4. model programs of cooperation between libraries and museums.

What they’re looking for

While school libraries can apply in any area, Ray says your best bet is in the category called “education and training in library and information science.”

Schools might also find success in the third category, perhaps applying for funds to carry out digitization of curricular materials in classroom setting, Ray said. Or, schools could partner in a distance learning project with museums to come in under the fourth category.

Here are some strategies Ray suggests for successful projects:

1. The project should be innovative and national in scope.

2. Don’t just ask for infrastructure, but propose model projects to demonstrate solutions to problems on a national level.

3. Build strong partnerships. Applicant schools or districts who aren’t familiar with library issues should partner with larger institutions, such as research libraries or museums, to carry out the demonstration project.

The new guidelines and application information will be posted on the IMLS’s web site after December 1st. The next deadline is March 19, 1999. You can also call the program at: 202/606-5227 for more information.


Another opportunity awaiting your school library can help your teachers and media specialists prepare themselves for the technology-ready library.

School library media specialists who are members of the American Library Association (ALA) or the American Association of School Librarians (AASL) can apply for an ICPrize for Collaboration through Technology.

These $1,000 grants are to help collaborative teams of school library media specialists and classroom teachers purchase technology for use in the library media center, or travel to attend a conference.

ICPrizes will be awarded based on innovative and effective use of the internetto develop a curriculum unit. The curriculum must demonstrate collaborative activities between the library media specialists and classroom teachers, using the resources of the internet in ways that are meaningful to the curriculum unit.

For more information, you can contact AASL at (800) 545-2433, ext. 1396, or eMail: You can also find an application form online (see Links for URL).


Grants: Opportunities, Deadlines, and Awards


Technology & Media Services for Individuals with Disabilities

The U.S. Department of Education (ED) is accepting applications in this special education program, which supports projects for preschool, elementary, and secondary school students with disabilities. Projects should describe a technology-based approach to improving literacy, access to and participation in the general curriculum, and accountability. The maximum award is $200,000 per year. ED estimates it will make 15 awards this year. The preferred method for requesting information is to fax your request to (202) 205-8717 or you can write to Grants & Contracts Services Team, 600 Independence Ave. SW, Room 3317, Switzer Building, Washington, D.C. 20202-2641.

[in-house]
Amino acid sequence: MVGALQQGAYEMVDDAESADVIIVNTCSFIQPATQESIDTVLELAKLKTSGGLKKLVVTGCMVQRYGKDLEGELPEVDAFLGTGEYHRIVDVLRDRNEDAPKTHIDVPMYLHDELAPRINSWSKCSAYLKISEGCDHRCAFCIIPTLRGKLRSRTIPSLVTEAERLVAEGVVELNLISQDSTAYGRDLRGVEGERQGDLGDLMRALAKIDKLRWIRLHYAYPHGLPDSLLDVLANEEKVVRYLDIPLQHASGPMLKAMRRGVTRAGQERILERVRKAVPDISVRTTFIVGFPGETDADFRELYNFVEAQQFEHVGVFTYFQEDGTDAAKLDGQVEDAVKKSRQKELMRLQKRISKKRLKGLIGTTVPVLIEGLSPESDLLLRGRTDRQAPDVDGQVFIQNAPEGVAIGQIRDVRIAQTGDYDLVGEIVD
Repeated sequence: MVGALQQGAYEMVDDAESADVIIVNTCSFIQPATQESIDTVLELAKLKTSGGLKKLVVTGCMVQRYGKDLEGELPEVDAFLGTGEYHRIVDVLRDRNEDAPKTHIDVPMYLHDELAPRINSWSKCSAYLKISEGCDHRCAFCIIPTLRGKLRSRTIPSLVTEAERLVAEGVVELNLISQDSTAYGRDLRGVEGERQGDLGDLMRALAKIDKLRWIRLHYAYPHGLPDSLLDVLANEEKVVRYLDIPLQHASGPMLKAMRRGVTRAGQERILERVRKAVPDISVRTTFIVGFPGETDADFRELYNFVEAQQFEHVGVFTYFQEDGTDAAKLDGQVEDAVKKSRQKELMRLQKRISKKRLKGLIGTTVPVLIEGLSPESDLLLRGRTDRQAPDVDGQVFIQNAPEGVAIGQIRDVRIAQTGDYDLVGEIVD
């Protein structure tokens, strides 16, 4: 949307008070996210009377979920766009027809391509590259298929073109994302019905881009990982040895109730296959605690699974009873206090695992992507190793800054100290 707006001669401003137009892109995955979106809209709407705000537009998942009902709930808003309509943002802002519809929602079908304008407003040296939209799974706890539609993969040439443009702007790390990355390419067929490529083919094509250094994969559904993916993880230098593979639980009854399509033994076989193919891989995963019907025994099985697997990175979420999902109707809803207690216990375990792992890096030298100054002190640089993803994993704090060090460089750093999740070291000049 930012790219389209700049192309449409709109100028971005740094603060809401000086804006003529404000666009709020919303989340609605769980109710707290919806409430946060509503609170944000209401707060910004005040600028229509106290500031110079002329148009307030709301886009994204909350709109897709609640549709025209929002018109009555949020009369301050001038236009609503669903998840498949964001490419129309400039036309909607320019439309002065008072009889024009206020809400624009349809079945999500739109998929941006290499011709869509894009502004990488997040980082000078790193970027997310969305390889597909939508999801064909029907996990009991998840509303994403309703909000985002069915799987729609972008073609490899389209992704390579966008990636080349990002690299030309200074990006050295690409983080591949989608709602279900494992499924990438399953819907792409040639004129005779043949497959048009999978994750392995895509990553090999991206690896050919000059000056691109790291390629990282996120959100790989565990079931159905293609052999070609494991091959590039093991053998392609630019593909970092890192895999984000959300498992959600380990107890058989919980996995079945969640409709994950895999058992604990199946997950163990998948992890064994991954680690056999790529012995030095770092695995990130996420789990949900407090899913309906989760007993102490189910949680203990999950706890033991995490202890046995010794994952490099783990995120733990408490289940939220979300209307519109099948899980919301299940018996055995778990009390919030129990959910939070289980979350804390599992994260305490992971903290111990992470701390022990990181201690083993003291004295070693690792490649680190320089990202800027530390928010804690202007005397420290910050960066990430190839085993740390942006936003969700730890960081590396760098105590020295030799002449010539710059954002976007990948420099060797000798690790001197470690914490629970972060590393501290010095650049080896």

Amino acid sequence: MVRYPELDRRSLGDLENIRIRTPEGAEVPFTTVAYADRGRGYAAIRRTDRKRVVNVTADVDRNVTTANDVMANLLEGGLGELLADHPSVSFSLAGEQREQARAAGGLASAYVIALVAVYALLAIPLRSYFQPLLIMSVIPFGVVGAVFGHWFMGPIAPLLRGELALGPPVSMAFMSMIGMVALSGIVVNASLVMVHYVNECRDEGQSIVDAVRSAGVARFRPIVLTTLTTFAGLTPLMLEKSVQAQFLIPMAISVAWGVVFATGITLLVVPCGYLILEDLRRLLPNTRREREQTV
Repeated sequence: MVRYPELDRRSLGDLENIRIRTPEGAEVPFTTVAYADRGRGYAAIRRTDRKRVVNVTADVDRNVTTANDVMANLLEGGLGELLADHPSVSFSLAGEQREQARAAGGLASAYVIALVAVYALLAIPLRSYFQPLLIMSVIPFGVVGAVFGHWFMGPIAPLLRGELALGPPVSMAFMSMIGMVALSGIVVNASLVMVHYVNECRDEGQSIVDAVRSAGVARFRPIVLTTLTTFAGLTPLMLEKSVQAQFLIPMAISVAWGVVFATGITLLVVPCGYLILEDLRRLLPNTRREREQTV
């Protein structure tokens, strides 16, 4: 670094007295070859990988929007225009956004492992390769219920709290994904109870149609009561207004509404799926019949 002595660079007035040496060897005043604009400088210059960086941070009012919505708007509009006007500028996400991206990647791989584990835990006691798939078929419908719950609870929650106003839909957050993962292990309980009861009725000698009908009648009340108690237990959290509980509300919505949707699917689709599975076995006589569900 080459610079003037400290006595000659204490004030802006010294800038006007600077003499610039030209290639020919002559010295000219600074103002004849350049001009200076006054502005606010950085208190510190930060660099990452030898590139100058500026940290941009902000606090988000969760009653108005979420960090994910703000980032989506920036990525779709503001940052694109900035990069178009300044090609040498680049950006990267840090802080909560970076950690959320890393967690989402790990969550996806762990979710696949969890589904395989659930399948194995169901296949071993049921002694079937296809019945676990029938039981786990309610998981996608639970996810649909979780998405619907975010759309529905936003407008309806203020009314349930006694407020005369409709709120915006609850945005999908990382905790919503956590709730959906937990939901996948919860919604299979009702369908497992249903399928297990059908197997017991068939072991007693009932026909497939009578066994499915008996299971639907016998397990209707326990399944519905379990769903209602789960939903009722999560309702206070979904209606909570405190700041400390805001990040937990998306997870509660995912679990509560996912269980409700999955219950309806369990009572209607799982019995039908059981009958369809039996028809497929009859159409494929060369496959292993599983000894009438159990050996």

Deadline: Dec. 18

(202) 260-9182


Public Telecommunications Facilities Program

This program of the Commerce Departments National Telecommunications and Information Administration (NTIA) assists, through matching grants, in the

planning and construction of public telecommunications facilities. The

program has a Distance Learning category open to public school systems. Last year, NTIA awarded nearly $4 million to 12 distance learning projects. Winners included St. Clair County Intermediate School District in Michigan, which was given $430,000 to purchase equipment for video classrooms in 11 schools, a vocational education center, and a local community college.

Deadline: Jan. 14

(202) 482-5802


Growth Initiatives for Teachers (GIFT)

GIFT is a grant program for public and private school math and science teachers, grades 7-12, in 35 eligible states and the District of Columbia. Every year, the GTE Foundation awards $12,000 GIFT grants to 60 teams consisting of one math and one science teacher who plan to integrate the two subjects in their school curriculum through the use of technology. Each winning team receives $7,000 for a school enrichment project and $5,000 toward professional development activities.

Deadline: Jan. 15

(800) 315-5010

Connections to the Internet grants

The National Science Foundation awards these two-year grants of approximately $15,000 to K-12 schools, libraries, and museums that support innovative technologies for internet access. Only highly innovative approaches that can accelerate network development at similar institutions will be considered for funding. Applicants are strongly encouraged to contact an NSF program officer to discuss their proposals to see if it falls within the current scope of the program.

Deadline: Jan. 31

(703) 306-1949


America Online Inc.

AOL is launching an Interactive Education Grants program under its newly created AOL Foundation. Open to K-12 teachers, education leaders, parents, and other community leaders, the grants will be awarded to those who develop innovative and creative ways to enhance student learning through the online medium. Special emphasis will be placed on proposals that reach socio-economically disadvantaged children and communities. For more information, contact Jill Stephens, corporate outreach director, or eMail Deadline:Feb.1

(703) 265-1342



Ameritech donated $3.2 million to K-12 schools in 1997. Through its SuperSchool program, the company supports projects that help school leaders learn how to use technology in their schools. It also funds alliances among schools so they may benefit from telecommunications technologies they otherwise couldn’t afford. Ameritech awards are limited to schools in Illinois, Indiana, Michigan, Ohio, and Wisconsin.

(312) 750-5037

AT&T Learning Network